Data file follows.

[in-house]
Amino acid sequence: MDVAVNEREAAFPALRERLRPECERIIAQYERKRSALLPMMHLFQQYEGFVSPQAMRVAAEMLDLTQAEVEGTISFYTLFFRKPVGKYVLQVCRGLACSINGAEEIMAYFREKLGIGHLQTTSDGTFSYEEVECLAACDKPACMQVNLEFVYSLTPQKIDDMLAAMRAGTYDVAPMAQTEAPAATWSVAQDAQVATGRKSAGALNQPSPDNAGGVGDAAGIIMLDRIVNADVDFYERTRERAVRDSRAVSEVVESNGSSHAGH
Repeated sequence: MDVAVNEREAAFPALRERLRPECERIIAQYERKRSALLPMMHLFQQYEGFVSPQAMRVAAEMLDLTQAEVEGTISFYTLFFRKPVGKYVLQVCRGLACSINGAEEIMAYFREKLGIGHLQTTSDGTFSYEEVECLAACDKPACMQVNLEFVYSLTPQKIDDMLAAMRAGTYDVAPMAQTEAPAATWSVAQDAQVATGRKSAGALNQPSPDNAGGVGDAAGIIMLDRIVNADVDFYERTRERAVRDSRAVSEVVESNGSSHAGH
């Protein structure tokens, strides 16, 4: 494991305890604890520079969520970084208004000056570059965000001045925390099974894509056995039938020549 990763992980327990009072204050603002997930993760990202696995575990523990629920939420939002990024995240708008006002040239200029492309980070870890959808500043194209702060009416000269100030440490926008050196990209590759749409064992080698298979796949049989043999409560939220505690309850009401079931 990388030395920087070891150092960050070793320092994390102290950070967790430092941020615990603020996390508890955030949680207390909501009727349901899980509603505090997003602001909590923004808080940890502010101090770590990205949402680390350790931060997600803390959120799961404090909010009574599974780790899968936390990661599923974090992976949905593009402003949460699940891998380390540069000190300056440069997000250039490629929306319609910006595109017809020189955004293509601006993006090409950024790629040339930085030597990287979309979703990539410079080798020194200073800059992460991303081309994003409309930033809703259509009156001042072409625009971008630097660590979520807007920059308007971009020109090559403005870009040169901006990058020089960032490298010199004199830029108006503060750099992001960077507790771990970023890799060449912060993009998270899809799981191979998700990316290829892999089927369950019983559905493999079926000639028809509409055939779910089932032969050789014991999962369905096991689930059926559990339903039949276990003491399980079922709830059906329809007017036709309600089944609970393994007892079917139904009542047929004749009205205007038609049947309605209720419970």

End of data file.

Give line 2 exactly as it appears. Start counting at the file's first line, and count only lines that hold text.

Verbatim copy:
Amino acid sequence: MDVAVNEREAAFPALRERLRPECERIIAQYERKRSALLPMMHLFQQYEGFVSPQAMRVAAEMLDLTQAEVEGTISFYTLFFRKPVGKYVLQVCRGLACSINGAEEIMAYFREKLGIGHLQTTSDGTFSYEEVECLAACDKPACMQVNLEFVYSLTPQKIDDMLAAMRAGTYDVAPMAQTEAPAATWSVAQDAQVATGRKSAGALNQPSPDNAGGVGDAAGIIMLDRIVNADVDFYERTRERAVRDSRAVSEVVESNGSSHAGH